Most of the imagery in the Major Arcana is beautifully done drawings that aren't very dissimilar to what you're used to, but there are some interesting exceptions. The Tower shows a building similar to the Tower of Pisa--only it's not slanted in any direction. Next to the many-tiered edifice is an imperious Hermit-like image who holds a staff strongly against the breeze, which ruffles his long hair. His face is bearded and wise, and his eyes have seen much. There's no sense of movement to this card; the man and structure stand tall and immobile against the wind. There's certainly no sense of chaos--the dramatic force is the figure, nothing external. Yet if you look closely at the Tower card, you'll see the various tiers of the building are architecturally diverse, spanning the centuries, blending the old with the new.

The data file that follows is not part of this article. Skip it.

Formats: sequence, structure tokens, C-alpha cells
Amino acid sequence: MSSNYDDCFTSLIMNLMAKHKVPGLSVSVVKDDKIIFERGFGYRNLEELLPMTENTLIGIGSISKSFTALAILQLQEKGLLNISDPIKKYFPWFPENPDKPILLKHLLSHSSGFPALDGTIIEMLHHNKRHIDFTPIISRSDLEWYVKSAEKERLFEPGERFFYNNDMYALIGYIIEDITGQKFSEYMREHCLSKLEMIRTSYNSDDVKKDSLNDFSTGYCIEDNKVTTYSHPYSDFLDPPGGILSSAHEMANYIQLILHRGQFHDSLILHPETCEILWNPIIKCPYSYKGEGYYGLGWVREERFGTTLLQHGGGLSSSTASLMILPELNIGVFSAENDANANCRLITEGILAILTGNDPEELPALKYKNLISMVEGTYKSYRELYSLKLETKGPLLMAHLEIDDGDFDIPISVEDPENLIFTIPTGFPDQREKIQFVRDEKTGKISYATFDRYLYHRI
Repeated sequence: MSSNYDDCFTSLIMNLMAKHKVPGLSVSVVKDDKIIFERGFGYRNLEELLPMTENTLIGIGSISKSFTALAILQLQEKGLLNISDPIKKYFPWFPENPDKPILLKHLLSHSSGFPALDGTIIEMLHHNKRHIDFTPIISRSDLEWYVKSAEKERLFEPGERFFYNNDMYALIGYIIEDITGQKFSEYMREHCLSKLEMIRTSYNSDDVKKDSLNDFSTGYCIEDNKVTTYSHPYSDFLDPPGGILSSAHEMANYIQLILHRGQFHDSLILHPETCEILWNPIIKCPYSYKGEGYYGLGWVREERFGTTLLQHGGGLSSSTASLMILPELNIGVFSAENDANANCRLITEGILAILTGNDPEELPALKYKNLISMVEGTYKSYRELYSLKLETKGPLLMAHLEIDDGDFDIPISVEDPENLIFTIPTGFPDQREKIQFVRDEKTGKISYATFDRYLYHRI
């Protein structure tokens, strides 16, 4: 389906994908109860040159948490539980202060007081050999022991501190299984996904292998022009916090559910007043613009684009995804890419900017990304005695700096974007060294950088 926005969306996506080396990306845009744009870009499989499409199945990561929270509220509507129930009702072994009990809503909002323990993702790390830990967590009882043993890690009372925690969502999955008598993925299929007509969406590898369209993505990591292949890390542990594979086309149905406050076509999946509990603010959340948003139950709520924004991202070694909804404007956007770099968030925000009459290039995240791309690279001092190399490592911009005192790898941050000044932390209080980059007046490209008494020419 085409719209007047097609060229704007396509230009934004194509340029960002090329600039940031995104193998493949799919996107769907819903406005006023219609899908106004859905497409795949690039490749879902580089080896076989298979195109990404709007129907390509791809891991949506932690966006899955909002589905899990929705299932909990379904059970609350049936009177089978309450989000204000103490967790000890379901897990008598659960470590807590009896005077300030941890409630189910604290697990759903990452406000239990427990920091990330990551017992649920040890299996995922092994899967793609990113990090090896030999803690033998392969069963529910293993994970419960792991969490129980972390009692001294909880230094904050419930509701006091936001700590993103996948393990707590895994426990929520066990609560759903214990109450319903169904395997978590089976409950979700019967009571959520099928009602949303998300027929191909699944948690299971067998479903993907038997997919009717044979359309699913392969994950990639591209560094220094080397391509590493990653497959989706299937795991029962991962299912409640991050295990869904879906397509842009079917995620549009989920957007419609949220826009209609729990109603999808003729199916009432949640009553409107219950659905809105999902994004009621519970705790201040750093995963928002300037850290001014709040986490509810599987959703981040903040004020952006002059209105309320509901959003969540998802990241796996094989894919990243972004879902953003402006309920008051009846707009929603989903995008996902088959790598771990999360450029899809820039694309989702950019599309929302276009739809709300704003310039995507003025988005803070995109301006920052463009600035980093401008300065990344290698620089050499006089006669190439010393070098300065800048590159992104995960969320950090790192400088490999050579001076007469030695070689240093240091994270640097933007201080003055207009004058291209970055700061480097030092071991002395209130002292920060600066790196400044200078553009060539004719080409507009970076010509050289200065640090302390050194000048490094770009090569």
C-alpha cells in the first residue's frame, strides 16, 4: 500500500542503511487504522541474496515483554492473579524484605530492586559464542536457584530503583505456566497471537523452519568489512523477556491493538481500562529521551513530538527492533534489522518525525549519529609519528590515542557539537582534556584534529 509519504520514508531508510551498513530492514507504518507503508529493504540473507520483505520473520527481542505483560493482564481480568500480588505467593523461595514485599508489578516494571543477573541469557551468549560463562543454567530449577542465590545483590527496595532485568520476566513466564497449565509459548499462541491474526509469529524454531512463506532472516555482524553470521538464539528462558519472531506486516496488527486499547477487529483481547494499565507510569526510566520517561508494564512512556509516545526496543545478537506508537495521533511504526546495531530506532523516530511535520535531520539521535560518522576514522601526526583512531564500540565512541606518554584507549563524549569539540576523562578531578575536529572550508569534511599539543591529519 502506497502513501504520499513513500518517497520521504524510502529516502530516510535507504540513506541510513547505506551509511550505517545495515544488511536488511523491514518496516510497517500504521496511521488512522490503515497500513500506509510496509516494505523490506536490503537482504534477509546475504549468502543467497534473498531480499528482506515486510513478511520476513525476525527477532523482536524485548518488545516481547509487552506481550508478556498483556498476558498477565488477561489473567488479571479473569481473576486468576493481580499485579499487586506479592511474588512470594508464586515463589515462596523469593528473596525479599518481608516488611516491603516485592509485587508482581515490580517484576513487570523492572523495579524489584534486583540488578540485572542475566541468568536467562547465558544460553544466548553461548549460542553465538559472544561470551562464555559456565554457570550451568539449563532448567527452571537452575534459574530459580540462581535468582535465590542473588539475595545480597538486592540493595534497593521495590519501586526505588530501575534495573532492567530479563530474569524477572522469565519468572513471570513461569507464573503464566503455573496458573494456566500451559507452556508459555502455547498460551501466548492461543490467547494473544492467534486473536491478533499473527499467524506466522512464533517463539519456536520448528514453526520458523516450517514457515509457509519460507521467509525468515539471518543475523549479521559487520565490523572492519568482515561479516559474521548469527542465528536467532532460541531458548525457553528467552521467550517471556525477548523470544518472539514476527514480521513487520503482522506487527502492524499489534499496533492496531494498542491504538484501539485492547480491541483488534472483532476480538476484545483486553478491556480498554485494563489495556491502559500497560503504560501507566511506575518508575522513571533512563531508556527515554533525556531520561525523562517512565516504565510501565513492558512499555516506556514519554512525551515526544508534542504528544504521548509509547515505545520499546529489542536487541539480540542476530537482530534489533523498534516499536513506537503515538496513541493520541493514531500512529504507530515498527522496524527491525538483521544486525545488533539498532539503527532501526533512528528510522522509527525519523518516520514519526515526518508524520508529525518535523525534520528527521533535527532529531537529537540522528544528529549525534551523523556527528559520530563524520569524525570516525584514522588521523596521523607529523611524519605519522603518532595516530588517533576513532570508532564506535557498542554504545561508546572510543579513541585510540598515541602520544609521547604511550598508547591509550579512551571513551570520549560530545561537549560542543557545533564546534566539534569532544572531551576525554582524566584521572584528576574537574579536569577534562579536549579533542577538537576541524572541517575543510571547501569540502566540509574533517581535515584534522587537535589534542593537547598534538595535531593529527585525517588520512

Another image that catches the imagination is the Sun card--a naked, perfectly-built man stands with his back to us, one arm raised, a large orb the only backdrop. The circle, symbolizing the sun, is not far above the man, evoking the Browning poem Andrea Del Sarto: "Ah, but a man's reach should exceed his grasp, Or what's a heaven for?" This is a truly wonderful card.
The Minors are quite quirky, though the art is equally adroit. The main art in each of the cards is also drawn in a classical, detailed style, but the pen-and-ink drawings are darker, done with a thicker brush and are more robust. There is an insert of the Bologna Tarot version of each card. There is also a symbol of the "Third Millennium" attached almost haphazardly to each card, as well.